‘All the saints greet you.’ In the original language, Greek, the word for ‘saints’ is HAGIOI. That word is simply the plural form of the word that means ‘holy’. So, a correct translation would be: ‘All the holy people greet you.’
We may ask whom Paul means by the ‘holy people’. The word ‘holy’ describes someone, or something, that belongs to God. In 1 Peter 2:9-10, Peter calls Christians: the ‘people who belong to God’. In 1 Peter 1:18-19, he explains the reason. God has bought them for himself, by means of the blood of Christ*. In other words, because of Christ’s death, God has freed them from the power of the devil, sin (evil deeds) and death*. So, Peter tells Christians to be holy in all that they do*. In other words, they should live in the way that is right for God’s holy people to live.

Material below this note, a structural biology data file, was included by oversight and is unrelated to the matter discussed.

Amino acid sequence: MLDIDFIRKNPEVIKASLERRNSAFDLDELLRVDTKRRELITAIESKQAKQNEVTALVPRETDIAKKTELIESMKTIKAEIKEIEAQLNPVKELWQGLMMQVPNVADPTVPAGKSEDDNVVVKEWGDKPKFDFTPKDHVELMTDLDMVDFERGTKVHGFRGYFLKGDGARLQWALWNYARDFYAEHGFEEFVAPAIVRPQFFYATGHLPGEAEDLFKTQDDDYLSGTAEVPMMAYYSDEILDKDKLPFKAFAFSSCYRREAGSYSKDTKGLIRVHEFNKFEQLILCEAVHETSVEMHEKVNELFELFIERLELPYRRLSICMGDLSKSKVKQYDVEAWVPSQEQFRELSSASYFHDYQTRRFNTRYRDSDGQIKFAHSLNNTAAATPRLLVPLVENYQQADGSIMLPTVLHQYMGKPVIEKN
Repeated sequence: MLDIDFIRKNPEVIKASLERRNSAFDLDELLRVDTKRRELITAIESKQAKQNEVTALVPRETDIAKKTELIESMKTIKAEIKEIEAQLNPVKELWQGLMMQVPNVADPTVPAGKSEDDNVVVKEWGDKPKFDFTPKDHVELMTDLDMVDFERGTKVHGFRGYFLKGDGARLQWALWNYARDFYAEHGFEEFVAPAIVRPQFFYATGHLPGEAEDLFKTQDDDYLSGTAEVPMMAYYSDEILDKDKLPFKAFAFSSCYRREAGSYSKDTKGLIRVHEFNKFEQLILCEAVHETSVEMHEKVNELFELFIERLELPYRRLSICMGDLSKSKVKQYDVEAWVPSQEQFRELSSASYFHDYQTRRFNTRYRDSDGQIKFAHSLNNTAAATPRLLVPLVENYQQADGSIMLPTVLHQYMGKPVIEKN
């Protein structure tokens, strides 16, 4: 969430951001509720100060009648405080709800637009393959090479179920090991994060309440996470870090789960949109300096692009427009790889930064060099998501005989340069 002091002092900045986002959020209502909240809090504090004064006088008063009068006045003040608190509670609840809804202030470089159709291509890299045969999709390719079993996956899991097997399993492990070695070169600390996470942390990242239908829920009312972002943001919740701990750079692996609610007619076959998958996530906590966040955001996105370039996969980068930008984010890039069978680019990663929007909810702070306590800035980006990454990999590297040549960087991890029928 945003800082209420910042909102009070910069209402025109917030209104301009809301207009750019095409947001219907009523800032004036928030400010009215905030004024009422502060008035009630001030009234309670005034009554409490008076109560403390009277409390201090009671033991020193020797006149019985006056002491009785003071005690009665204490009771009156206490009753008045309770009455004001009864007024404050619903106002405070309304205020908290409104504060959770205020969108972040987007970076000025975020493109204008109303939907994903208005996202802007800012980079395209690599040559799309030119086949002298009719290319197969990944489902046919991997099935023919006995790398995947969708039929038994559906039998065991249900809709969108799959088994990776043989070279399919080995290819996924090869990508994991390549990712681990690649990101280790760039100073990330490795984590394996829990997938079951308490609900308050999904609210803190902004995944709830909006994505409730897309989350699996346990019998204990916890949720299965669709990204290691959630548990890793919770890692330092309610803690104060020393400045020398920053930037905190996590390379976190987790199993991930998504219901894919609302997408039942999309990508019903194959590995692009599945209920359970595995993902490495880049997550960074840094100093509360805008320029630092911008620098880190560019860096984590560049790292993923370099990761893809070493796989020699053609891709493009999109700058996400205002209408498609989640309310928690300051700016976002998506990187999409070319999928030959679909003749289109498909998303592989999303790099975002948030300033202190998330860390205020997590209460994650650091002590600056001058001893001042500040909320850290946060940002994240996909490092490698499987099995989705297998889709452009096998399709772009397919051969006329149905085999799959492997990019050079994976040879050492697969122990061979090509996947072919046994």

These passages do not just refer to a few special Christians. They refer to all Christians. Every Christian is one of God’s holy people; every Christian belongs to God. The first Christians often referred to other Christians generally by the word that we translate ‘saints’.
So, by the word ‘saints’ in 2 Corinthians 13:13, Paul means all the Christians who were with him at that time. That would include some of Paul’s companions, like Timothy, Titus and Luke. However, it would also include some of the ordinary Christians in Macedonia, from where Paul wrote this letter. Paul did not have the space or time to record their names. However, they all wanted to send their greetings to the church at Corinth. They all wanted to express their love, as Christians, to the Christians in Corinth.
* See complete article for these Bible references.
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© 2016, Keith Simons.